In motion the whole body should be light and agile,
with all parts of the body linked as if threaded together.
The qi should be excited; the shen should be internally gathered.
The postures should be without defect,
without hollows or projections from the proper alignment;
in motion the form should not become disconnected.
The jing should be rooted in the feet, generated from the legs,
controlled by the waist, and manifested through the fingers.
If correct timing and position are not achieved, the body will become disordered
and will not move as an integrated whole; the correction for this defect
must be sought in the legs and waist.
The principle of adjusting the legs and waist applies for moving in all directions;
upward or downward, advancing or withdrawing, left or right.
All movements are motivated by mind, not external form.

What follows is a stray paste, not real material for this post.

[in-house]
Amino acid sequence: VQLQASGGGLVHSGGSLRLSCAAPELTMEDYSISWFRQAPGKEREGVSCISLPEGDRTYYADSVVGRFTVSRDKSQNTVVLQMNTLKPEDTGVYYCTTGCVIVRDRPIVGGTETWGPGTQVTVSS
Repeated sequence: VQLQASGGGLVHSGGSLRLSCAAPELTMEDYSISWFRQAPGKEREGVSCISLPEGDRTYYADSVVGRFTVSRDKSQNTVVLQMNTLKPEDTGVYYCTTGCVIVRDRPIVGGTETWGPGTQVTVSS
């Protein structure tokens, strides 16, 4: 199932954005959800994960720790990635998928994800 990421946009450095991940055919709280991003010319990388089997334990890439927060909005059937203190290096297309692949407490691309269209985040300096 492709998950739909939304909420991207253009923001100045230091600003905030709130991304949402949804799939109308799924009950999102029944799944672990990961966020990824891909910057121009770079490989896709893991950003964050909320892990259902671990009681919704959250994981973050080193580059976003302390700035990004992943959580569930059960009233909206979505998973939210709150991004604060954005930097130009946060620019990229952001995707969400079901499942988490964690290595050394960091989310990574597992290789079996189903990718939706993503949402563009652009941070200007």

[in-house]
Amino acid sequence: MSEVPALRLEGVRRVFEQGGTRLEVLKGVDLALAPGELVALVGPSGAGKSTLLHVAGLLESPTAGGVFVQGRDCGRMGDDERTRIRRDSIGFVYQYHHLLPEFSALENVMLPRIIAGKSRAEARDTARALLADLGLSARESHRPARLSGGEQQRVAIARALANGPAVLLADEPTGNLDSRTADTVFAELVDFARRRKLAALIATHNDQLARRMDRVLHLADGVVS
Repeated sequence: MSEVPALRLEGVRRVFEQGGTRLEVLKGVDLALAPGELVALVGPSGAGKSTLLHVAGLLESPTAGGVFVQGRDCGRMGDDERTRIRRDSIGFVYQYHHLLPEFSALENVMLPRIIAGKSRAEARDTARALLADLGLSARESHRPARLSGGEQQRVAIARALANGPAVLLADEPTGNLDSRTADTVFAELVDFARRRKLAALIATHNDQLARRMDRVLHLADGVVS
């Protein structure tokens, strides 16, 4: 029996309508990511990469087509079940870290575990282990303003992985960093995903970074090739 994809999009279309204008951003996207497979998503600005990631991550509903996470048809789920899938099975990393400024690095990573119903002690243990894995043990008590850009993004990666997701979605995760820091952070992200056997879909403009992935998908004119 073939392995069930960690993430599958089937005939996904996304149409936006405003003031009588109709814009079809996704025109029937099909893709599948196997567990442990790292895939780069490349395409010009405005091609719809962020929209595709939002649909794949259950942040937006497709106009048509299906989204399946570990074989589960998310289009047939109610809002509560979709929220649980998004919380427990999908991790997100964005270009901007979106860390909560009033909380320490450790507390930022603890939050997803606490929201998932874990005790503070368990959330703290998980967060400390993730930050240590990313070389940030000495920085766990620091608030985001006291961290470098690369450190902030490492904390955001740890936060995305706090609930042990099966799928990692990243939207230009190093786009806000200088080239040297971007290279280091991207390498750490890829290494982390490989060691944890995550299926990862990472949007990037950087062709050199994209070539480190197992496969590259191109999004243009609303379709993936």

If there is up, there is down; when advancing, have regard for withdrawing;
when striking left, pay attention to the right.
If the mind wants to move upward, it must simultaneously have intent downward.
Alternating the force of pulling and pushing severs an opponent’s root
so that he can be defeated quickly and certainly.
Insubstantial and substantial should be clearly differentiated.
At any place where there is insubstantiality, there must be substantiality;
Every place has both insubstantiality and substantiality.
The whole body should be threaded together through every joint
without the slightest break.
Tai chi chuan is like a great river rolling on unceasingly.
Wardoff, rollback, press, squeeze, pluck, split, elbow, shoulder are equated to the Eight Trigrams.
The first four are the cardinal directions; the second four are the four corners.
Advance, withdraw, look right, look left and central equilibrium are equated to the five elements: metal, wood, fire, water and earth.
All together these are termed the Thirteen Postures.
Written by Chang San-feng.